The diversity of interpretation and misinterpretation of classical skepticism may be partly due to certain attributes in Pyrrhonism. First, the Academic version of the skeptical notion “nothing can be known” is self-defeating because this statement seems to be a notion of knowledge claim. This statement has the same self-refuting effect as putting up a sign saying “Please ignore all signs” or telling people “Don’t believe anything I say.” The Pyrrhonians attempted to avoid the paradox of dogmatic skepticism by presenting their idea as a disposition or way of thinking rather than a doctrine. While this openness frees followers of Pyrrhonism from dogmatism, it also opens itself to interpretation or even abuse. The character of Pyrrhonism as dispositional instead of doctrinal makes classical skepticism an auxiliary tool to other thoughts in philosophy and theology. It is fascinating to see that no philosopher and theologians mentioned above adopted Pyrrhonian as their central identity. Catholicism was primary to Montaigne; skepticism was only secondary to him. Bayle admitted that he was more a Calvinist than a skeptic. Although Sextus Empiricus was considered an ally of empiricism, logical positivism, and anti-realism, philosophers in those camps would rather call themselves empiricist, logical positivist or anti-realist than skeptic. Bluntly speaking, the notion of suspension of judgment calls for no further course of action. The skeptical disposition can at most serve as a starting point for thinkers in the process of intellectual inquiry, but other schools of thought must be introduced in order to lead inquirers to go beyond the point of departure. When a branch of philosophy is used as a tool to support another school of thought, it is expected that the former will be somewhat twisted to serve the latter. The selective use of skepticism can easily be found in the preceding scholars. For example, by using Pyrrhonism to humble himself, Bayle regarded the doctrines of Trinity and Original Sin as divine revelation above human intellect. However, by using the same skeptical attitude as a tool to challenge Catholic authority, he mocked the Catholic doctrine of Transubstantiation as absurdity rather than respecting it as divine mystery.
One may argue that Pyrrhonism did offer a goal rather than a starting point or a means. To Pyrrhonians the end product of the process of doubt is mental tranquility, also known as ataraxia, devoid of contemplating with rival claims. However, this goal is too unrealistic or too unnatural to achieve, and thus it is not surprising to see many scholars subscribing to only the skeptic way of inquiry, but not the goal of equanimity. Kenshur argued that the fact that the balancing of opposing propositions conduces to the goal of ataraxia would at least seem to imply a truth claim. We have to assume that we could eventually collect adequate information in support of making a conclusion that all opposing arguments have been exhausted and hence the search has to be given up. However, if we constantly maintained a skeptical examination of every claim and every piece of evidence, the search would go on and on forever, and the goal of mental calmness would never be reached. As mentioned before, Hume had pointed out that the skeptical goal of mental tranquility is so unnatural that the possibility of achieving it is extremely remote. Hume is not alone. Nietzsche also pointed out that every skeptical tendency constitutes a great danger for life and it is better to assert than to doubt.  By the same token, American pragmaticist Charles Sanders Peirce said that we are satisfied with stable beliefs rather than doubts. Although knowledge is fallible in nature, and in our limited lifetime we cannot discover the ultimate truth, we still have to fix our beliefs at certain points rather than doubting infinitely. Actually, from early Christian anti-intellectualism to Calvinism and Catholicism during the Reformation, no Christian thinkers regarded the goal of ataraxia as attainable; all of them substituted fidelism for it. Without a plausible ultimate objective that can attract undivided commitment, Pyrrhonism remains nothing more than a tool to assist other philosophies and theologies to achieve their own goals. Thus, it is not surprising to see such a wide array of interpretations and misinterpretations of skepticism when different scholars manipulate it for different orientations of ultimate concerns.
 Sextus Empiricus, Outlines of Scepticism (Cambridge: Cambridge University Press, 1994).
 Michael Frede, “The Sceptic’s two Kinds of Assent and the Question of the Possibility of Knowledge,” Essays in ancient philosophy, ed. Michael Frede (Minneapolis, MN: University of Minnesota Press, 1987), 127-152; “The Sceptic’sBeliefs,” The Original Sceptics: A Controversy, ed. Myles Burneyeat and Michael Frede (Cambridge: Hackett Publishing Company, 1997), 1-24.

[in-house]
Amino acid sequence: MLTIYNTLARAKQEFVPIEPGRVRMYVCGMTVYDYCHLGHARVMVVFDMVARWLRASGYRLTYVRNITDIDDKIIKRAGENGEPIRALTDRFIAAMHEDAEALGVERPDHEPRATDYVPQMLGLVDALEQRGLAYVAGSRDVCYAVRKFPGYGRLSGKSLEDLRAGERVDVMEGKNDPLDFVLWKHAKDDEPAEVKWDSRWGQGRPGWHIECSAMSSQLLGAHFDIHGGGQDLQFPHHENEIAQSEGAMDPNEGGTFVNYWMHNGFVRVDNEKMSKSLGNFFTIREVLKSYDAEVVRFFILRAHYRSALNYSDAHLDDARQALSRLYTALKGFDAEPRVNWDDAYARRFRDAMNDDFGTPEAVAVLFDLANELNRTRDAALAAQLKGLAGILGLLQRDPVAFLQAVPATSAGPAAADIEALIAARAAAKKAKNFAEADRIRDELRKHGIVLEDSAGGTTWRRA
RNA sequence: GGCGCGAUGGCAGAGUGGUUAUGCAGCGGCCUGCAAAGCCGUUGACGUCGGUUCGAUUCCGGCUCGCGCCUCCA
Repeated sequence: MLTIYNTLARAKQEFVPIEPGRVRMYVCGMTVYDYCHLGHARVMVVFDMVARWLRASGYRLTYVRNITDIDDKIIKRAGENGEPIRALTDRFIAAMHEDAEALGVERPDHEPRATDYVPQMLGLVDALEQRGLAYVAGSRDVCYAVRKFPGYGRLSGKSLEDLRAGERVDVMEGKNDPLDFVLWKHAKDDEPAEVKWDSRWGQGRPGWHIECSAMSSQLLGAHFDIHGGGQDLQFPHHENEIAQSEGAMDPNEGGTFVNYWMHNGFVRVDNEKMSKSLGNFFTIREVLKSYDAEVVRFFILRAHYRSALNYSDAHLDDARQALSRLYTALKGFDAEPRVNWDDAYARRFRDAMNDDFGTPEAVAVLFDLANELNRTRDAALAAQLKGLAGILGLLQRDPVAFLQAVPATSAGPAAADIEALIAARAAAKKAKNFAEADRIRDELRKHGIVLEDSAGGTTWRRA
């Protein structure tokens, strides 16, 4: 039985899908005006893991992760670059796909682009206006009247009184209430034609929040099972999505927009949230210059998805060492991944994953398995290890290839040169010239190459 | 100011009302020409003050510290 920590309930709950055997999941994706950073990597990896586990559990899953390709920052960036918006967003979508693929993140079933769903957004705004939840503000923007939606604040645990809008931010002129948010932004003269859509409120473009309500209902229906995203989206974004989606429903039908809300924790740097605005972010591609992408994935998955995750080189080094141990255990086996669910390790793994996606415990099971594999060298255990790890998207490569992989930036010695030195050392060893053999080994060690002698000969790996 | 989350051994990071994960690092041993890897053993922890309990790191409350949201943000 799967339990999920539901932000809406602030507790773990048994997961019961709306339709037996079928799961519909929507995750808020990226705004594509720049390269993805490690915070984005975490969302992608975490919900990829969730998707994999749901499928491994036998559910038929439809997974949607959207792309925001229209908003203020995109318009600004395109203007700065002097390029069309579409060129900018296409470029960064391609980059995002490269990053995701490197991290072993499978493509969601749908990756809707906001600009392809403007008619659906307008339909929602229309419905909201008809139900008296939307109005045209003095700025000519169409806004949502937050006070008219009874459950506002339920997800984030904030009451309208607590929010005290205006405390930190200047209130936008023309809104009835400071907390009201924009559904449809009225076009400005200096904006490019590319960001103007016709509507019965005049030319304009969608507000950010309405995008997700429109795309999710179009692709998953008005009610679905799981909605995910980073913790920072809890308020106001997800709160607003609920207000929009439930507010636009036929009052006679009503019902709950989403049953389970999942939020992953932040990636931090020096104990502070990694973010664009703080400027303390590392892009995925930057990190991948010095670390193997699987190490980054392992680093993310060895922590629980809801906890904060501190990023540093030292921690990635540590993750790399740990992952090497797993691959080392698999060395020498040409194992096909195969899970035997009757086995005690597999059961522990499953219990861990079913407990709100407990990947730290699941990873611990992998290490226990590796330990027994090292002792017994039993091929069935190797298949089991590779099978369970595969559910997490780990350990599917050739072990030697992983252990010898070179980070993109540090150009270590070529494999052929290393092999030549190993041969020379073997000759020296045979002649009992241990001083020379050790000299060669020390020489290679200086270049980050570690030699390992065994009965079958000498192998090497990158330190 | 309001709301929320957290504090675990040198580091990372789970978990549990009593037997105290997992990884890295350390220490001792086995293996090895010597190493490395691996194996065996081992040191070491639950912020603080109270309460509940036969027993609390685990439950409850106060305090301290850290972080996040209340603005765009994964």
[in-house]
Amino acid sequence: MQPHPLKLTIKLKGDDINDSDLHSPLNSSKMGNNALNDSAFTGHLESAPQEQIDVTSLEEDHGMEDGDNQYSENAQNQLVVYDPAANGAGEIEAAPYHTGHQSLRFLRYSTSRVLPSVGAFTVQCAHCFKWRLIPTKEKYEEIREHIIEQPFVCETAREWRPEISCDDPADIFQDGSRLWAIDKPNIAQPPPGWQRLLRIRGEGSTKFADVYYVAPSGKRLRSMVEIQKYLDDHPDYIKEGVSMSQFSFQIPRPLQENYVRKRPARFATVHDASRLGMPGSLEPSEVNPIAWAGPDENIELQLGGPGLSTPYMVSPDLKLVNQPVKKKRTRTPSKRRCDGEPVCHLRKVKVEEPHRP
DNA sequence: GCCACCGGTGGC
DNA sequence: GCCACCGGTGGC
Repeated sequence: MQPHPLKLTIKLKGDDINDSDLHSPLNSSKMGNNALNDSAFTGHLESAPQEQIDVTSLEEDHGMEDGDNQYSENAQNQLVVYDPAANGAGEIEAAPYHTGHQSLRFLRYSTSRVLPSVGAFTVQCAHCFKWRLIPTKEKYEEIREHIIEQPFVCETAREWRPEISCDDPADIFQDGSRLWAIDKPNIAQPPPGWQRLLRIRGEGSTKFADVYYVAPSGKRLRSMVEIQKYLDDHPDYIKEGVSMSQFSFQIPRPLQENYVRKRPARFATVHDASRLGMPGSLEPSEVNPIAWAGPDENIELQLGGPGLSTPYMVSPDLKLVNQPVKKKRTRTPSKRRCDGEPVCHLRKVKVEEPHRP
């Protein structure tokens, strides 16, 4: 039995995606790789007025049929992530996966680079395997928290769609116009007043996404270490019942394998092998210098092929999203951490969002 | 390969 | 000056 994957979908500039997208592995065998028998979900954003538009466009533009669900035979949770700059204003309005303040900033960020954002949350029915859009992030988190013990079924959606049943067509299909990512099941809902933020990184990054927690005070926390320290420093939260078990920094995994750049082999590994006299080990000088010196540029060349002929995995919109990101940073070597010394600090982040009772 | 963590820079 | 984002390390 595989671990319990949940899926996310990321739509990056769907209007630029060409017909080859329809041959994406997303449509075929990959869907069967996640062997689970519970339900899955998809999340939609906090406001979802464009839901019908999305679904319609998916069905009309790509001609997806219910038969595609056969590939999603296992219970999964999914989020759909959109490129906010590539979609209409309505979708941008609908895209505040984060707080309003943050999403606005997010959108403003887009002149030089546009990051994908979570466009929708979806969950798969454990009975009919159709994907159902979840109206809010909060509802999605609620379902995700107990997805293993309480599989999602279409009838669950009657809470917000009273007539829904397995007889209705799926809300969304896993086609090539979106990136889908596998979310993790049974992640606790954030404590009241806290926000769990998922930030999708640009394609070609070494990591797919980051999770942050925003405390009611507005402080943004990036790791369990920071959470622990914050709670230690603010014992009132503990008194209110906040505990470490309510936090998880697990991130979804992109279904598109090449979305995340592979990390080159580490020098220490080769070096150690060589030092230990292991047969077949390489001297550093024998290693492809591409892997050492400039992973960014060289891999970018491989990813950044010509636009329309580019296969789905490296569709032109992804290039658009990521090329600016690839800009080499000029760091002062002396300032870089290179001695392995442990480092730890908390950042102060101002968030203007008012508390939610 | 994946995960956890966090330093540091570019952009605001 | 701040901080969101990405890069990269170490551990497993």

Leo Groarke, Greek Scepticism: Anti-Realist Trends in Ancient Thought (Buffalo, NY: McGill-Queen’s University Press, 1990): 153.
 Luciano Floridi, Sextus Empiricus: The Transmission and recovery of Pyrrhonism (Oxford: Oxford University Press: 2002), 13.
 Quoted by J. Stevenson, A New Eusebius: Documents Illustrating the History of the Church to AD 337 (London: SPCK: 1987), 166-167.
 Floridi, 2002, 15.
 Ibid., 21.
 Borje Byden, Theodore Metochites' Stoicheiosis Astronomike and the Study of Philosophy in Early Palaiologan Byzantium (Doctoral Dissertation, Göteborg University: 2001).
 John Meyendorff, St. Gregory Palamas and Orthodox Spirituality (Crestwood, N.Y.: St. Vladimir's Seminary Press, 1999).
 Richard Popkin, The History of Scepticism: from Savonarola to Bayle (Oxford: Oxford University Press, 2003), 44-63.
 Kenneth Stunkel, “Montaigne, Bayle, and Hume: Historical Dynamics of Skepticism,” European Journal, 3 (1998): 43-64.
 Popkin, 2003, 51.
 Zachary Schiffman, “Montaigne and the Rise of Skepticism in Early Modern Europe: A Reappraisal,” Journal of History of Ideas, 45 (1984): 499-516.
 Stunkel, 1998, 49.
 R. J. Hankinson, The Sceptics (London: Routledge, 1995), 195-196; Sextus disputed against the dogmatist’s claim that man should be the criterion of all things by asking “which man?”
 Popkin, 2003, 274-282.
 Ibid., 274-275.
 Ibid., 65.
 Ibid., 283.
 Richard Popkin, “The Skeptical Precursors of David Hume,” Philosophy and Phenomenological Research, 16 (1955): 61-71; Stunkel, 1998, 48.
 Stunkel, 1998, 56.
 Popkin, 2003, 289.
 Ibid., 2003, 283-302.
 Popkin, 1955, 64-65.
 Stunket, 1998, 56.
 Popkin, 1955, 64-67.
 Stunkel, 1998, 55.
 Leo Groarke and Graham Solomon, “Some Sources for Hume’s Account of Cause,” Journal of the History of Ideas, 52 (1991), 645-663.
 Thomas Olshewsky, “The Classical Roots of Hume’s Skepticism,” Journal of the History of Ideas, 52 (1991), 269-287.
 Stunkel, 1998, 57.
 Richard Popkin, “David Hume: His Pyrrhonism and His Critique of Pyrrhonism,” Philosophical Quarterly, 1(1951): 385-407.
 Popkin, 1951, 391-395; Loeb argued that besides David Hume, Rene DesCartes and Charles Sanders Peirce also adopted a naturalistic approach to accomplish intellectual tranquility. See Louis Loeb, “Sextus, DesCartes, Hume, and Peirce: On Securing Settled Doxastic States,” Nous, 32 (1998), 205-230.
 Stunkel, 1998, 50.
 Popkin, 1951, 397-400.
 Alan Bailey, Sextus Empiricus and Pyrrhonean Scepticism (Oxford: Clarendon Press, 2002), 214-215.
 Roderick Chisholm, “Sextus Empiricus and Modern Empiricism,” Philosophy of Science, 8 (1941), 371-384.
 Chisholm, 1941, 372.
 Ibid., 378-379
 Alan Bailey, Pyrrhonean Scepticism and the Self-Refutation Argument,” Philosophical Quarterly, 40 (1990): 27-44.
 Bailey, 1990, 40.
 Ibid., 40-41.
 Stunkel, 1998, 43.
 Harry Bracken, “Bayle not a Sceptic?” Journal of the History of Ideas, 25 (1964): 169-180.
 Oscar Kenshur, “Pierre Bayle and the Structure of Doubt,” Eighteenth Century Studies, 21 (1988) 297-315.
 Loeb, 1998, 206; Stunkel, 1998, 52-54.
 Bracken, 1964, 177.
 Kenshur, 1988, 298-299..
 Nietzsche, Friedrich. The Gay Science. Trans. E. S. Dallas (London: Chapman and Hall, 1866).
 Charles Sanders Peirce, “The Fixation of Belief,” Popular Science Monthly, 12 (1877) 1-15.